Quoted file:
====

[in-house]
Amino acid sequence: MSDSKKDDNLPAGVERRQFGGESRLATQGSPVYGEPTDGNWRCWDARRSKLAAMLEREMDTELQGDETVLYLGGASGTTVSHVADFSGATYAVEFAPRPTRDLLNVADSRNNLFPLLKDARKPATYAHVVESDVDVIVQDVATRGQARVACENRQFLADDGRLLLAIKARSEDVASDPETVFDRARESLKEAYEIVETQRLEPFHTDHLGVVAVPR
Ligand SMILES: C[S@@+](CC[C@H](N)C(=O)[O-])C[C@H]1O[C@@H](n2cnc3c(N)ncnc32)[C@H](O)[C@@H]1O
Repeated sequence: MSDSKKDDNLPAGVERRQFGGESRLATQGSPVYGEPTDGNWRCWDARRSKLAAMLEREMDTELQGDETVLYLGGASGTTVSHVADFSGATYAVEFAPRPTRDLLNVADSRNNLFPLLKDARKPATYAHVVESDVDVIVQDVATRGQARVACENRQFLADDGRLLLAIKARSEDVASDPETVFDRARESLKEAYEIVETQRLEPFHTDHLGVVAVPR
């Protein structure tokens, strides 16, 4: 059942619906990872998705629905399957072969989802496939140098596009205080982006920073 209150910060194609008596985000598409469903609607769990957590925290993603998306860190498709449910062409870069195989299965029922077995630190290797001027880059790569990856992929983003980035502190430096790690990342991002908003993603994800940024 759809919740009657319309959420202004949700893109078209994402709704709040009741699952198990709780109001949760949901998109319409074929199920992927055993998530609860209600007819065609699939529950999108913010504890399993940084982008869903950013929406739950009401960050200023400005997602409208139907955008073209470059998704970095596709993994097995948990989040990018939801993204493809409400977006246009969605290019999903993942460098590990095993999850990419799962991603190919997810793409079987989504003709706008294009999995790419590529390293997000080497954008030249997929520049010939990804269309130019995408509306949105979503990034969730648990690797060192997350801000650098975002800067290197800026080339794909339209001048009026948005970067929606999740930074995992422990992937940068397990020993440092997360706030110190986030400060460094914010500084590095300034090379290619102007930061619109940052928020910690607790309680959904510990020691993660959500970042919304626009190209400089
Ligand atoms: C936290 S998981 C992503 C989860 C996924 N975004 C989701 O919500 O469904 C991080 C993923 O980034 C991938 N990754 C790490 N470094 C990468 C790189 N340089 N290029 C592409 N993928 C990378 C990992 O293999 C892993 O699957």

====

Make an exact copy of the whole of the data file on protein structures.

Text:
[in-house]
Amino acid sequence: MSDSKKDDNLPAGVERRQFGGESRLATQGSPVYGEPTDGNWRCWDARRSKLAAMLEREMDTELQGDETVLYLGGASGTTVSHVADFSGATYAVEFAPRPTRDLLNVADSRNNLFPLLKDARKPATYAHVVESDVDVIVQDVATRGQARVACENRQFLADDGRLLLAIKARSEDVASDPETVFDRARESLKEAYEIVETQRLEPFHTDHLGVVAVPR
Ligand SMILES: C[S@@+](CC[C@H](N)C(=O)[O-])C[C@H]1O[C@@H](n2cnc3c(N)ncnc32)[C@H](O)[C@@H]1O
Repeated sequence: MSDSKKDDNLPAGVERRQFGGESRLATQGSPVYGEPTDGNWRCWDARRSKLAAMLEREMDTELQGDETVLYLGGASGTTVSHVADFSGATYAVEFAPRPTRDLLNVADSRNNLFPLLKDARKPATYAHVVESDVDVIVQDVATRGQARVACENRQFLADDGRLLLAIKARSEDVASDPETVFDRARESLKEAYEIVETQRLEPFHTDHLGVVAVPR
């Protein structure tokens, strides 16, 4: 059942619906990872998705629905399957072969989802496939140098596009205080982006920073 209150910060194609008596985000598409469903609607769990957590925290993603998306860190498709449910062409870069195989299965029922077995630190290797001027880059790569990856992929983003980035502190430096790690990342991002908003993603994800940024 759809919740009657319309959420202004949700893109078209994402709704709040009741699952198990709780109001949760949901998109319409074929199920992927055993998530609860209600007819065609699939529950999108913010504890399993940084982008869903950013929406739950009401960050200023400005997602409208139907955008073209470059998704970095596709993994097995948990989040990018939801993204493809409400977006246009969605290019999903993942460098590990095993999850990419799962991603190919997810793409079987989504003709706008294009999995790419590529390293997000080497954008030249997929520049010939990804269309130019995408509306949105979503990034969730648990690797060192997350801000650098975002800067290197800026080339794909339209001048009026948005970067929606999740930074995992422990992937940068397990020993440092997360706030110190986030400060460094914010500084590095300034090379290619102007930061619109940052928020910690607790309680959904510990020691993660959500970042919304626009190209400089
Ligand atoms: C936290 S998981 C992503 C989860 C996924 N975004 C989701 O919500 O469904 C991080 C993923 O980034 C991938 N990754 C790490 N470094 C990468 C790189 N340089 N290029 C592409 N993928 C990378 C990992 O293999 C892993 O699957």